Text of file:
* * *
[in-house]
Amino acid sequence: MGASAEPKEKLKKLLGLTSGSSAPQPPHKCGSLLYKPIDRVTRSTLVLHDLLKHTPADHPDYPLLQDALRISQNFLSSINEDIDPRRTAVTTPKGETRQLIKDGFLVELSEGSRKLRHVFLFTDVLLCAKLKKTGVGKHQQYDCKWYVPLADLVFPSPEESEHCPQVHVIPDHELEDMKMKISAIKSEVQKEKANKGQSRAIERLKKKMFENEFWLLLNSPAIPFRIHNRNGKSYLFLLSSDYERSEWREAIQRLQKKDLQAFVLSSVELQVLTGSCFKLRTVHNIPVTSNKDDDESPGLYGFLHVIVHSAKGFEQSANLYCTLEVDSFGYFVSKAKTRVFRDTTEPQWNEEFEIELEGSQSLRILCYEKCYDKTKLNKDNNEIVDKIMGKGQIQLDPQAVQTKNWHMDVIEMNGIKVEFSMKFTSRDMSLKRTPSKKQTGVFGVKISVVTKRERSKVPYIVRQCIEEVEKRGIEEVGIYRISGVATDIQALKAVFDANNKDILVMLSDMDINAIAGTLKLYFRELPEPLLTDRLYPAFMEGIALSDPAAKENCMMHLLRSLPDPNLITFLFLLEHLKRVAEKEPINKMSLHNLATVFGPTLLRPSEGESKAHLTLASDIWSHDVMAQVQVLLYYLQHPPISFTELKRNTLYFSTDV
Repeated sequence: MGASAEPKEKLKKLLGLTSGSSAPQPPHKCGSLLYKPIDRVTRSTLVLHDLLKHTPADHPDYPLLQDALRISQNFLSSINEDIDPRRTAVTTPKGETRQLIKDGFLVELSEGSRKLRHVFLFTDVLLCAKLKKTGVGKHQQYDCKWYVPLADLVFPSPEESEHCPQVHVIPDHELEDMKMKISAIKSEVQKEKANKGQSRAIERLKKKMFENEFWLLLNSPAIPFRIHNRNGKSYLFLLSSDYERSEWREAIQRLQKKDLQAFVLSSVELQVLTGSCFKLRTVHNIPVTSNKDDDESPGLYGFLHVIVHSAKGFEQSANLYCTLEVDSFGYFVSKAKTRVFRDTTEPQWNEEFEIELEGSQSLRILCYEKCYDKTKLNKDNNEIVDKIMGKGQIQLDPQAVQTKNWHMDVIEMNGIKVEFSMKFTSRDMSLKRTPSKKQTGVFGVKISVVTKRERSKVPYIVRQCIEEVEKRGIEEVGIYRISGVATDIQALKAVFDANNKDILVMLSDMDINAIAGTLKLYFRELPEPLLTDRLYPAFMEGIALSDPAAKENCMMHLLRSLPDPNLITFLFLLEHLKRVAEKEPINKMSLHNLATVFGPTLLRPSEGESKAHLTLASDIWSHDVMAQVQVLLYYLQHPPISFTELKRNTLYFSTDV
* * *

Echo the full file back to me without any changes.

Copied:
[in-house]
Amino acid sequence: MGASAEPKEKLKKLLGLTSGSSAPQPPHKCGSLLYKPIDRVTRSTLVLHDLLKHTPADHPDYPLLQDALRISQNFLSSINEDIDPRRTAVTTPKGETRQLIKDGFLVELSEGSRKLRHVFLFTDVLLCAKLKKTGVGKHQQYDCKWYVPLADLVFPSPEESEHCPQVHVIPDHELEDMKMKISAIKSEVQKEKANKGQSRAIERLKKKMFENEFWLLLNSPAIPFRIHNRNGKSYLFLLSSDYERSEWREAIQRLQKKDLQAFVLSSVELQVLTGSCFKLRTVHNIPVTSNKDDDESPGLYGFLHVIVHSAKGFEQSANLYCTLEVDSFGYFVSKAKTRVFRDTTEPQWNEEFEIELEGSQSLRILCYEKCYDKTKLNKDNNEIVDKIMGKGQIQLDPQAVQTKNWHMDVIEMNGIKVEFSMKFTSRDMSLKRTPSKKQTGVFGVKISVVTKRERSKVPYIVRQCIEEVEKRGIEEVGIYRISGVATDIQALKAVFDANNKDILVMLSDMDINAIAGTLKLYFRELPEPLLTDRLYPAFMEGIALSDPAAKENCMMHLLRSLPDPNLITFLFLLEHLKRVAEKEPINKMSLHNLATVFGPTLLRPSEGESKAHLTLASDIWSHDVMAQVQVLLYYLQHPPISFTELKRNTLYFSTDV
Repeated sequence: MGASAEPKEKLKKLLGLTSGSSAPQPPHKCGSLLYKPIDRVTRSTLVLHDLLKHTPADHPDYPLLQDALRISQNFLSSINEDIDPRRTAVTTPKGETRQLIKDGFLVELSEGSRKLRHVFLFTDVLLCAKLKKTGVGKHQQYDCKWYVPLADLVFPSPEESEHCPQVHVIPDHELEDMKMKISAIKSEVQKEKANKGQSRAIERLKKKMFENEFWLLLNSPAIPFRIHNRNGKSYLFLLSSDYERSEWREAIQRLQKKDLQAFVLSSVELQVLTGSCFKLRTVHNIPVTSNKDDDESPGLYGFLHVIVHSAKGFEQSANLYCTLEVDSFGYFVSKAKTRVFRDTTEPQWNEEFEIELEGSQSLRILCYEKCYDKTKLNKDNNEIVDKIMGKGQIQLDPQAVQTKNWHMDVIEMNGIKVEFSMKFTSRDMSLKRTPSKKQTGVFGVKISVVTKRERSKVPYIVRQCIEEVEKRGIEEVGIYRISGVATDIQALKAVFDANNKDILVMLSDMDINAIAGTLKLYFRELPEPLLTDRLYPAFMEGIALSDPAAKENCMMHLLRSLPDPNLITFLFLLEHLKRVAEKEPINKMSLHNLATVFGPTLLRPSEGESKAHLTLASDIWSHDVMAQVQVLLYYLQHPPISFTELKRNTLYFSTDV